Wednesday, February 25, 2009

Paris -- Cooking Lessons

I spend about 10 weeks a year in Paris, and something I do often is to take cooking lessons, almost exclusively at Atelier des Chefs. This school offers single hands-on lessons of between 30 minutes (prepare and eat lunch for 18 euros) and two hours. There are currently five locations in Paris, five in the rest of France, and also in Brussels, Dubai and London.

I almost always take the two-hour "
tradition" course and try to do it at the biggest atelier, on rue de Penthièvre (8ème), which happens to be near to my apartment. The maximum number of students at this location is sixteen, but generally there are between eight and twelve. The class breaks down into groups of three or four, depending on the total number, and each group makes every dish that is being taught, after a brief demonstration by the chef. Usually there are three or four dishes, based on a theme, such as my most recent class on crêpes (suzettes; roulées ganache framboisée; soufflées à la crème chibouste). I have taken courses on such diverse themes as cod, salmon, chocolate, potatoes, caramel, goat cheese, foie gras, macarons, etc. The chefs are generally excellent, and the recipes can really be made at home; quite a number have entered into my repertoire.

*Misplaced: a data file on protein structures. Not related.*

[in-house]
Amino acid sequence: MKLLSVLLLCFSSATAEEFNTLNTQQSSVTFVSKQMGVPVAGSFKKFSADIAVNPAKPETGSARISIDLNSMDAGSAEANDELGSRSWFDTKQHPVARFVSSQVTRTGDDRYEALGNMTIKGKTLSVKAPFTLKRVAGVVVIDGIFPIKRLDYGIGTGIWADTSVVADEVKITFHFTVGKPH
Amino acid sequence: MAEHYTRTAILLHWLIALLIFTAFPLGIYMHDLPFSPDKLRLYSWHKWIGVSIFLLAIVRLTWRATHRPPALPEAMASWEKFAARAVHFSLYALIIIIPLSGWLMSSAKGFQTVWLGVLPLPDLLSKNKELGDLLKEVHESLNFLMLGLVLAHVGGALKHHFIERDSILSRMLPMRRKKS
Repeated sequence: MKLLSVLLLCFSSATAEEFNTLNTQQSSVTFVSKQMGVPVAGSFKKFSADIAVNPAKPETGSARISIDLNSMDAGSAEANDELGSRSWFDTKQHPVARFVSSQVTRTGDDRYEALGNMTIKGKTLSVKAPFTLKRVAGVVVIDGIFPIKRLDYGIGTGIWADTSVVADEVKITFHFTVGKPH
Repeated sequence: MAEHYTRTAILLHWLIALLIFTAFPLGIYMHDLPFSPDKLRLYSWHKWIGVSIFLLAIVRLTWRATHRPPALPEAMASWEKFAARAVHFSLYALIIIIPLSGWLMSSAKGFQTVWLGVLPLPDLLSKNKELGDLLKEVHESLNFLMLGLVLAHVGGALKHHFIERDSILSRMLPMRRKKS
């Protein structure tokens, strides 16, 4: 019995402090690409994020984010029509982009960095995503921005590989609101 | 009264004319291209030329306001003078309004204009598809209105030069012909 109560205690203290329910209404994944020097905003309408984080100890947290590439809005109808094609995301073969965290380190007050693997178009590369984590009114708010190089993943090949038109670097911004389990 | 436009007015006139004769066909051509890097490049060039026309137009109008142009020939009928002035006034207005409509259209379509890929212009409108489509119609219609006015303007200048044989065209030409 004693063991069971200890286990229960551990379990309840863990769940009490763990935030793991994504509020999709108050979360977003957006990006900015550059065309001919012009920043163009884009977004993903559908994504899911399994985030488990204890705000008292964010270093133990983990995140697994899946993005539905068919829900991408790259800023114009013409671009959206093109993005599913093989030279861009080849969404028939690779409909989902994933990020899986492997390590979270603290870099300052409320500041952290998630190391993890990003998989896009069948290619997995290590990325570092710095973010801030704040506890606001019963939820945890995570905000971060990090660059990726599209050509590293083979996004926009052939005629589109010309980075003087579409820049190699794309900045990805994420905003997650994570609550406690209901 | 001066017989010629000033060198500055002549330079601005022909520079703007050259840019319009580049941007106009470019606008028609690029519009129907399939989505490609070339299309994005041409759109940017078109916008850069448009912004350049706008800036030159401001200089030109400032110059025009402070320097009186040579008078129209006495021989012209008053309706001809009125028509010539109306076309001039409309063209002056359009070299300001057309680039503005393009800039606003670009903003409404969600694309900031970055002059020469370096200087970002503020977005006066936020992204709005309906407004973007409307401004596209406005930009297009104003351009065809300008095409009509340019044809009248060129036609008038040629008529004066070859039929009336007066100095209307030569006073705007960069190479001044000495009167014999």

Lessons are announced 30 days in advance and may be booked only on the Internet, at The lunch lessons sell out instantly, so stay up late 30 days in advance if you are interested.
Warning: the lessons are in French and go pretty quickly; you can't fake it. If you don't speak good French, go with someone who does.

Bobby Jay

More Macarons

Back to Paris, where my favorite pâtisserie, Dalloyau, has a window consecrated to my favorite pastry, macarons.

A long way from the spa . . .

Bobby Jay

Tuesday, February 17, 2009

Rancho la Puerta - A Spa for Gourmands

My wife and I are just back from a week at the famous Rancho la Puerta, a 60-year old spa in Tecate, Mexico that was founded and for many years co-owned by Deborah Szekely, the founder of the even more famous Golden Door. Despite cold and often rainy weather, the week was fantastic!